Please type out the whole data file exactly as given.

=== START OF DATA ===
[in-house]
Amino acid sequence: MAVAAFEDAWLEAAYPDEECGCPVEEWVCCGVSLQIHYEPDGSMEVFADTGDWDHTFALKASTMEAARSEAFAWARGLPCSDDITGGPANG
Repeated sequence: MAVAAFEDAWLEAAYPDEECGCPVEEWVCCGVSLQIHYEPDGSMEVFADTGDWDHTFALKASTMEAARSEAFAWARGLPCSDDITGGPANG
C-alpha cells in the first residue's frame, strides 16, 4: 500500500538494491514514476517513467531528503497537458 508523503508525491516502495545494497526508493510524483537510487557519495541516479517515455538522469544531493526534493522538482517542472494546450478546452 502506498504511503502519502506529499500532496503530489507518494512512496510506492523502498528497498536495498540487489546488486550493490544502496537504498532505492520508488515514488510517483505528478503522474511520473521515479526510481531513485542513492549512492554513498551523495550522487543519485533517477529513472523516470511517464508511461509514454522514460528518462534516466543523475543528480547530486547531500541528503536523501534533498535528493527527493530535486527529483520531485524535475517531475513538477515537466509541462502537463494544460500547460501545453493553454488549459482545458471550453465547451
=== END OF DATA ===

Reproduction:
[in-house]
Amino acid sequence: MAVAAFEDAWLEAAYPDEECGCPVEEWVCCGVSLQIHYEPDGSMEVFADTGDWDHTFALKASTMEAARSEAFAWARGLPCSDDITGGPANG
Repeated sequence: MAVAAFEDAWLEAAYPDEECGCPVEEWVCCGVSLQIHYEPDGSMEVFADTGDWDHTFALKASTMEAARSEAFAWARGLPCSDDITGGPANG
C-alpha cells in the first residue's frame, strides 16, 4: 500500500538494491514514476517513467531528503497537458 508523503508525491516502495545494497526508493510524483537510487557519495541516479517515455538522469544531493526534493522538482517542472494546450478546452 502506498504511503502519502506529499500532496503530489507518494512512496510506492523502498528497498536495498540487489546488486550493490544502496537504498532505492520508488515514488510517483505528478503522474511520473521515479526510481531513485542513492549512492554513498551523495550522487543519485533517477529513472523516470511517464508511461509514454522514460528518462534516466543523475543528480547530486547531500541528503536523501534533498535528493527527493530535486527529483520531485524535475517531475513538477515537466509541462502537463494544460500547460501545453493553454488549459482545458471550453465547451